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More industry exposure & flexible curriculum for Poly & ITE students among review panel’s proposals – Mothership.SG

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More industry exposure & flexible curriculum for Poly & ITE students among review panel's proposals - Mothership.SG

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Institute of Technical Education (ITE) and polytechnic students can expect deeper exposure to industry, more flexibility in their curricula, and a stronger support system.

The Ministry of Education (MOE) announced several recommendations for the sector on January 7 after a year-long review of opportunities and pathways in applied education.

Gathered feedback from more than 2,000 stakeholders

The review was launched in January 2021, led by the Second Minister of Education, Maliki Othman.

“Our focus has been to better support the diverse strengths and aspirations of our Polytechnic and ITE students, preparing them for the future economy,” Al-Maliki said on January 7th.

Over 2,000 stakeholders ranging in age from students, alumni, parents, employees, industry and community partners were consulted in over 40 engagement sessions.

The review committee identified three main areas for improvement: enhancing students’ career readiness, providing more flexibility in academic pathways, and building a more integrated support system for students.

Polytechnics and ITE will gradually implement the recommendations starting from the academic year (AY) 2022.

Three-year Nitec higher qualification

MOE and ITE announced in April 2021 that ITE’s existing Nitec and High Nitec programs will be streamlined into a three-year ITE learning path.

In the first phase of implementation, the enhanced curriculum structure will be applied to eight courses of AY 2022 admission.

More courses will be transferred to the enhanced structure in later stages after 2024, after ITE has made the necessary adjustments to the curriculum after reviewing the implementation results in the first stage.

More opportunities for industry exposure

Existing Polytechnic and ITE students mainly have the opportunity to apply their skills in real-world settings in their final year of study, through their compulsory final year internship.

“The applied arts will create opportunities for students to gain additional exposure to industry, in addition to the compulsory third-year internship,” Al-Malki said.

Opportunities include job shadowing and shorter work periods during vacation periods.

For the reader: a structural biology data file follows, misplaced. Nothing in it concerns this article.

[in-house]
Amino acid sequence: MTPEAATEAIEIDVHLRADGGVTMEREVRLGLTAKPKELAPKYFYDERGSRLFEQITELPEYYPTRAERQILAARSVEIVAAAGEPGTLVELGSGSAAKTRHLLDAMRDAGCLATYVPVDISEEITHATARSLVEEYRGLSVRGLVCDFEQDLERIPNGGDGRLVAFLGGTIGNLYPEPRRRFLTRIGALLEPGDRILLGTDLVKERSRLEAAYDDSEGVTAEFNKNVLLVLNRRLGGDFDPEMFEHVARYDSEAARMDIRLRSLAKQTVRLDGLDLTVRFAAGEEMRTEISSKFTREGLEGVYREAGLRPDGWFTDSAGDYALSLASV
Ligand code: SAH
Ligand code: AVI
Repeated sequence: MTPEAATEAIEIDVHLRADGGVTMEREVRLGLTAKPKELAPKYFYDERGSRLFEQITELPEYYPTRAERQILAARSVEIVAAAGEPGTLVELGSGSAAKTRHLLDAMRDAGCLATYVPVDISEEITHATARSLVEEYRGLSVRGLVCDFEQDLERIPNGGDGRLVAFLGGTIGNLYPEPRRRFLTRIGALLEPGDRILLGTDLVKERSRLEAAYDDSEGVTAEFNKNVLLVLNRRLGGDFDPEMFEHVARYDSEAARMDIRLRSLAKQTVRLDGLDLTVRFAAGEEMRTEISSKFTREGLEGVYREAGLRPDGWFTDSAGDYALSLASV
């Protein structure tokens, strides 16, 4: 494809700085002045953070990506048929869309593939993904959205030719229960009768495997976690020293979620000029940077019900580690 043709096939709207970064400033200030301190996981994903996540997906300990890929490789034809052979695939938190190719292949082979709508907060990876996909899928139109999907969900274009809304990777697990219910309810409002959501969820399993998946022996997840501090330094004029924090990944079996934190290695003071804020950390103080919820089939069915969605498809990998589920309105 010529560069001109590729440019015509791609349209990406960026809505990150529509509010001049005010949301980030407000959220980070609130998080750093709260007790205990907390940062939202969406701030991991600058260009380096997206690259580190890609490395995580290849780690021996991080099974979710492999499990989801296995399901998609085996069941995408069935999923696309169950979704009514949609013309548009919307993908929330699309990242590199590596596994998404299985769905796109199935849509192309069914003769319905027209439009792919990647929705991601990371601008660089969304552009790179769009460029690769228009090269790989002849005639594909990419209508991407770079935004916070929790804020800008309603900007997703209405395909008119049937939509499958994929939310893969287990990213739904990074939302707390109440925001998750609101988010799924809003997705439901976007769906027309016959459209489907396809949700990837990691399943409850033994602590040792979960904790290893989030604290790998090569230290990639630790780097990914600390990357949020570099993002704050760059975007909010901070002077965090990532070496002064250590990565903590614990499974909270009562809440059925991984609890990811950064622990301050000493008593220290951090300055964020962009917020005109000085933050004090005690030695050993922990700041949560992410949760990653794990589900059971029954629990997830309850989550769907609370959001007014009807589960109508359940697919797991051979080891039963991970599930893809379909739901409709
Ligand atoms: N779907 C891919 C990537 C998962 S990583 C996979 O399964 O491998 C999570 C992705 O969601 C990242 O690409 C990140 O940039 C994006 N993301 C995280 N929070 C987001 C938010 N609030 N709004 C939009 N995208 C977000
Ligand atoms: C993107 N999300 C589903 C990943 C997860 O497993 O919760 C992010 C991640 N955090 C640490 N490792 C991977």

Instead of one final year training, ITE students will have two industry-related (IA) facilities – a three-month IA in Year 2, followed by a six-month IA in Year 3.

Soft skills curriculum review

Al-Malki emphasized that the engagement sessions emphasized the need to enhance life skills such as understanding global perspectives, self-awareness and resilience.

The Polytechnic and ITE will enhance these non-technical skills in students and focus on the competencies they will need for life and work with a revised LifeSkills curriculum.

With future travel arrangements resuming, al-Maliki said, “We [will] Continue to target 70 percent of our tertiary institute students to participate in external exposure programmes,” as another aspect of experiential learning.

Taking more time to complete the Polytechnic Diploma

Another recommendation is to allow selected polytechnic students to spread their education over a period of more than three years, and up to five years.

This is intended to “meet the diversity of students with different strengths, interests, and learning needs,” Al-Maliki said.

This step accommodates students who wish to explore interests such as entrepreneurship or sports, as well as those who face greater academic challenges in completing their studies in three years.

In a media briefing, the Ministry of Education said this will not affect the tuition fees and government subsidies students receive.

Students will receive a reduced standard load after completing six semesters, and fees will be prorated accordingly.

Strengthening the student support system

The Polytechnic and ITE will consider supporting students more effectively by improving coordination and communication between stakeholders inside and outside the institution.

To provide timely support to students, personal tutors in Polytechnic and ITE will receive enhanced training so that they are better equipped to identify early signs of distress.

“The Polytechnic and ITE will also explore providing more time for personal tutors to check in with their students,” Al-Malki said.

Another recommendation is to enhance communication with recent graduates and provide postgraduate career guidance, including for those who are about to complete or complete full-time national service.

“This could take the form of more targeted communication, with advice on upgrading opportunities appropriate to strengths and interests to respond to the evolving labor market and economic conditions,” Al-Maliki said.

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Above image via ITE.

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